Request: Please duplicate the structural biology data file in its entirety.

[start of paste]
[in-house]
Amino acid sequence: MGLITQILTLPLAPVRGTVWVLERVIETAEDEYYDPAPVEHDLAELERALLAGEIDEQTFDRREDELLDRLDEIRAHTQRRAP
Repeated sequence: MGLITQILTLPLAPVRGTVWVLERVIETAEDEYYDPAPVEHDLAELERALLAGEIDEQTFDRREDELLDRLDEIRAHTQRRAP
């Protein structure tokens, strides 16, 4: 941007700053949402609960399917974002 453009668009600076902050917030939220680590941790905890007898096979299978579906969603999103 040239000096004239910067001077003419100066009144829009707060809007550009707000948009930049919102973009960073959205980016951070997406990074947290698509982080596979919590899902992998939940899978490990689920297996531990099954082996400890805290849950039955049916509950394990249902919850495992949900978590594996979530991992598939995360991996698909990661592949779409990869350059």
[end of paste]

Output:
[in-house]
Amino acid sequence: MGLITQILTLPLAPVRGTVWVLERVIETAEDEYYDPAPVEHDLAELERALLAGEIDEQTFDRREDELLDRLDEIRAHTQRRAP
Repeated sequence: MGLITQILTLPLAPVRGTVWVLERVIETAEDEYYDPAPVEHDLAELERALLAGEIDEQTFDRREDELLDRLDEIRAHTQRRAP
């Protein structure tokens, strides 16, 4: 941007700053949402609960399917974002 453009668009600076902050917030939220680590941790905890007898096979299978579906969603999103 040239000096004239910067001077003419100066009144829009707060809007550009707000948009930049919102973009960073959205980016951070997406990074947290698509982080596979919590899902992998939940899978490990689920297996531990099954082996400890805290849950039955049916509950394990249902919850495992949900978590594996979530991992598939995360991996698909990661592949779409990869350059």